5. Waveform Design Improvements • One new technique we are proposing is adaptive repetition of messages • Depending on channel load, the same PPDU is retransmitted zero, one, two, or three times • To avoid creating congestion, as channel load, measured by the Channel Busy Ratio (or Channel Busy Percentage), increases, the number of retransmissions is reduced • This technique is fully interoperable – the individual PPDUs are standard 802.11p transmissions • This technique reduces packet error rate for communication from NGV stations to 802.11p stations, not just for communication between NGV stations Fischer - Filippi - Martinez, NXP

  6. Benefits from Adaptive Repetition of Messages • 802.11p stations see each retransmission as a standalone message • Performance is improved (1 to 2 dB) due to temporal diversity • Duplicated messages will be naturally filtered by application • Filtering of duplicate messages is already performed by higher protocol layers – no software update needed • For example, for ITS-G5, see EN 302 636-4-1 Annex A.2 and A.3 • The initial PPDU and retransmissions can be combined by NGV stations • Combining at LLR levels is the recommended technique, but other are possible • +4 dB performance boost for 1 retransmission • +7 dB performance boost for 3 retransmissions Fischer - Filippi - Martinez, NXP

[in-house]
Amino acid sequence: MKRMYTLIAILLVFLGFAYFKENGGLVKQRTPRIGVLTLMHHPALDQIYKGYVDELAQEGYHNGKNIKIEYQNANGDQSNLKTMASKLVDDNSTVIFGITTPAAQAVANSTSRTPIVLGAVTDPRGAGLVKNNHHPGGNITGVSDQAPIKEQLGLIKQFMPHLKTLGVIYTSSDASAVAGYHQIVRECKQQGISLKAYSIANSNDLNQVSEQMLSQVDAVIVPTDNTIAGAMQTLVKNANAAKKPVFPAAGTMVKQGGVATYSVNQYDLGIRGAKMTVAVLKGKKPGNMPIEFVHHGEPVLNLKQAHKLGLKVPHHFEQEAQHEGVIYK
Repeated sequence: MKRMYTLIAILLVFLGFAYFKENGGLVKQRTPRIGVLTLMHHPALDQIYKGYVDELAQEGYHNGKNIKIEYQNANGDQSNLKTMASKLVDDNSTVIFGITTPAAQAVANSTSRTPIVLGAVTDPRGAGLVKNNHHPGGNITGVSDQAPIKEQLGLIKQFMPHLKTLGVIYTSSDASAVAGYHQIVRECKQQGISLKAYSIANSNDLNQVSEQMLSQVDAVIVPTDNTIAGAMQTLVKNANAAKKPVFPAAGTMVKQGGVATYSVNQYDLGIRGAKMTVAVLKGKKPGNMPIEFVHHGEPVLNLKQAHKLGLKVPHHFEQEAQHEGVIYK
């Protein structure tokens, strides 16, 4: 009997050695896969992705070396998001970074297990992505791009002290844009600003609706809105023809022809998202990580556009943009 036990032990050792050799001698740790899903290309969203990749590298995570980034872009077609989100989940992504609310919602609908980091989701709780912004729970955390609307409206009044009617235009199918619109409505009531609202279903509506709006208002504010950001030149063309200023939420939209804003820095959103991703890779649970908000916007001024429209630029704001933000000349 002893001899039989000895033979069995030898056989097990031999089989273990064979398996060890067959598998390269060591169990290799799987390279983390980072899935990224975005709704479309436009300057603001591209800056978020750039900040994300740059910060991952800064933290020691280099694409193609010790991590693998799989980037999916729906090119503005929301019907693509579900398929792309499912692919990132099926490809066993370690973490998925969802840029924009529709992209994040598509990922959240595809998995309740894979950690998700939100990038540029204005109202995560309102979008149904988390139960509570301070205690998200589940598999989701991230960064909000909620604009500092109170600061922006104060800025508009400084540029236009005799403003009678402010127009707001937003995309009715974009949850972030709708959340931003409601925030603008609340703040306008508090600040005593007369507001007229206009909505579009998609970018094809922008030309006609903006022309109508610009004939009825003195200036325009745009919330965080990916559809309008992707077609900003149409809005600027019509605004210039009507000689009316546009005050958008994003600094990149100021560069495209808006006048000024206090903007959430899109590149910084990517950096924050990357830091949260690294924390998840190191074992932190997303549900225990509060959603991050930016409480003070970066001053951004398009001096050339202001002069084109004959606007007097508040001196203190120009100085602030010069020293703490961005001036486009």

7. Example with Two Repetitions Fischer - Filippi - Martinez, NXP

  8. Simulation Results Summary • Simulations results indicate: • with 1 repetition: 0.5-0.8 dB improvement for 802.11p stations and 3-4 dB improvement for NGV stations • with 3 repetitions: 1.0-1.7 dB improvement for 802.11p stations and 6-8 dB improvement for NGV stations Fischer - Filippi - Martinez, NXP

  9. Simulation Results, Example (a) Fischer - Filippi - Martinez, NXP

  10. Simulation Results, Example (b) Fischer - Filippi - Martinez, NXP

  11. “Legacy” 802.11p device: HW measurements (AWGN) • Concept validated on commercial IEEE 802.11p device, for all transmit rates • HW measurements aligned with simulation results: in AWGN channel, from 0.5 (1x repetition) to 0.8 dB gain (3x repetitions) Fischer - Filippi - Martinez, NXP